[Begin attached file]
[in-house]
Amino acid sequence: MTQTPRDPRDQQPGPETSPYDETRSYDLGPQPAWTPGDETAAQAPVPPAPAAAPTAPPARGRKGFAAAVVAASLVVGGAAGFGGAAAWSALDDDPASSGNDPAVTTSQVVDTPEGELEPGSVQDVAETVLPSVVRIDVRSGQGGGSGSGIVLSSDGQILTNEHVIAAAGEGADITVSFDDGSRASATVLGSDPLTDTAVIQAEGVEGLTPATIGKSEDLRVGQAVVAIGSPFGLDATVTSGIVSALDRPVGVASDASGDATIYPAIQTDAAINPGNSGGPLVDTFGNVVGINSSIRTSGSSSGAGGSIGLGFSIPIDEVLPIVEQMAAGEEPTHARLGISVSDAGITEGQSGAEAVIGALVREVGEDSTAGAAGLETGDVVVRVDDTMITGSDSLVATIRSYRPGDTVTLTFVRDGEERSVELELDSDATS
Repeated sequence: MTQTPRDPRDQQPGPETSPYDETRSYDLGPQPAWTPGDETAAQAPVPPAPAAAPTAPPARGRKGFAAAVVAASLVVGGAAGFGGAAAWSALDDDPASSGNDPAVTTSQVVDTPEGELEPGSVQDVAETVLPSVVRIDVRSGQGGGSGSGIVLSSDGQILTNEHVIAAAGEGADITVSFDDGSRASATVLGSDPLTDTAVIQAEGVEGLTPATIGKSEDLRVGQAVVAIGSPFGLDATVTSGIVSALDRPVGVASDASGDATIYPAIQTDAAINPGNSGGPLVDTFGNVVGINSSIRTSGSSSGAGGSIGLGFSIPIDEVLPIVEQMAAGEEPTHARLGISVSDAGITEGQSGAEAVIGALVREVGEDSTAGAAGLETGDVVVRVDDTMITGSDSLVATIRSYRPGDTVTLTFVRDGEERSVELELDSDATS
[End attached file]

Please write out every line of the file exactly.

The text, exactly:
[in-house]
Amino acid sequence: MTQTPRDPRDQQPGPETSPYDETRSYDLGPQPAWTPGDETAAQAPVPPAPAAAPTAPPARGRKGFAAAVVAASLVVGGAAGFGGAAAWSALDDDPASSGNDPAVTTSQVVDTPEGELEPGSVQDVAETVLPSVVRIDVRSGQGGGSGSGIVLSSDGQILTNEHVIAAAGEGADITVSFDDGSRASATVLGSDPLTDTAVIQAEGVEGLTPATIGKSEDLRVGQAVVAIGSPFGLDATVTSGIVSALDRPVGVASDASGDATIYPAIQTDAAINPGNSGGPLVDTFGNVVGINSSIRTSGSSSGAGGSIGLGFSIPIDEVLPIVEQMAAGEEPTHARLGISVSDAGITEGQSGAEAVIGALVREVGEDSTAGAAGLETGDVVVRVDDTMITGSDSLVATIRSYRPGDTVTLTFVRDGEERSVELELDSDATS
Repeated sequence: MTQTPRDPRDQQPGPETSPYDETRSYDLGPQPAWTPGDETAAQAPVPPAPAAAPTAPPARGRKGFAAAVVAASLVVGGAAGFGGAAAWSALDDDPASSGNDPAVTTSQVVDTPEGELEPGSVQDVAETVLPSVVRIDVRSGQGGGSGSGIVLSSDGQILTNEHVIAAAGEGADITVSFDDGSRASATVLGSDPLTDTAVIQAEGVEGLTPATIGKSEDLRVGQAVVAIGSPFGLDATVTSGIVSALDRPVGVASDASGDATIYPAIQTDAAINPGNSGGPLVDTFGNVVGINSSIRTSGSSSGAGGSIGLGFSIPIDEVLPIVEQMAAGEEPTHARLGISVSDAGITEGQSGAEAVIGALVREVGEDSTAGAAGLETGDVVVRVDDTMITGSDSLVATIRSYRPGDTVTLTFVRDGEERSVELELDSDATS